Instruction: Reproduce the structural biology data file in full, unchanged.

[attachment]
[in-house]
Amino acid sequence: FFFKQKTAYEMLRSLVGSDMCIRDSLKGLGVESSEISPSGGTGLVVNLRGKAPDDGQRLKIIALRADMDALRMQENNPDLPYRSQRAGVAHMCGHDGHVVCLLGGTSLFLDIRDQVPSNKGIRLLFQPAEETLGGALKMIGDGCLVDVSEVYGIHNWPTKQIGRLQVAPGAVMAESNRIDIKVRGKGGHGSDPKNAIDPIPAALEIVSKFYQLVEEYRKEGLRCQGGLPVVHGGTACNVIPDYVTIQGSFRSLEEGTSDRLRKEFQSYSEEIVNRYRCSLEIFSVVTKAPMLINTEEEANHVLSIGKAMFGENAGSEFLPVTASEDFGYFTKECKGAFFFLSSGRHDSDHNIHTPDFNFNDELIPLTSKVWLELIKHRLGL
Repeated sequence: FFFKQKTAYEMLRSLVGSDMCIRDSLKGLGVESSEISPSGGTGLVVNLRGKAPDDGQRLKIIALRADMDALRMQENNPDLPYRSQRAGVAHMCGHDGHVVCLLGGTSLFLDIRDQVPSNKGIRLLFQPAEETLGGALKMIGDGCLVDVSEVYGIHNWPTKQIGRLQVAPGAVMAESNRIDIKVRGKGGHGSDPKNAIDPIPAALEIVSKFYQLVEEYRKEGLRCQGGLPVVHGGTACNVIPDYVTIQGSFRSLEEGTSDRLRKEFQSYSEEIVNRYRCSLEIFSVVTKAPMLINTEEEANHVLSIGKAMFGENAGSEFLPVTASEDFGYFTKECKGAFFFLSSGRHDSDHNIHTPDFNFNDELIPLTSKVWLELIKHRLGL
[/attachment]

[in-house]
Amino acid sequence: FFFKQKTAYEMLRSLVGSDMCIRDSLKGLGVESSEISPSGGTGLVVNLRGKAPDDGQRLKIIALRADMDALRMQENNPDLPYRSQRAGVAHMCGHDGHVVCLLGGTSLFLDIRDQVPSNKGIRLLFQPAEETLGGALKMIGDGCLVDVSEVYGIHNWPTKQIGRLQVAPGAVMAESNRIDIKVRGKGGHGSDPKNAIDPIPAALEIVSKFYQLVEEYRKEGLRCQGGLPVVHGGTACNVIPDYVTIQGSFRSLEEGTSDRLRKEFQSYSEEIVNRYRCSLEIFSVVTKAPMLINTEEEANHVLSIGKAMFGENAGSEFLPVTASEDFGYFTKECKGAFFFLSSGRHDSDHNIHTPDFNFNDELIPLTSKVWLELIKHRLGL
Repeated sequence: FFFKQKTAYEMLRSLVGSDMCIRDSLKGLGVESSEISPSGGTGLVVNLRGKAPDDGQRLKIIALRADMDALRMQENNPDLPYRSQRAGVAHMCGHDGHVVCLLGGTSLFLDIRDQVPSNKGIRLLFQPAEETLGGALKMIGDGCLVDVSEVYGIHNWPTKQIGRLQVAPGAVMAESNRIDIKVRGKGGHGSDPKNAIDPIPAALEIVSKFYQLVEEYRKEGLRCQGGLPVVHGGTACNVIPDYVTIQGSFRSLEEGTSDRLRKEFQSYSEEIVNRYRCSLEIFSVVTKAPMLINTEEEANHVLSIGKAMFGENAGSEFLPVTASEDFGYFTKECKGAFFFLSSGRHDSDHNIHTPDFNFNDELIPLTSKVWLELIKHRLGL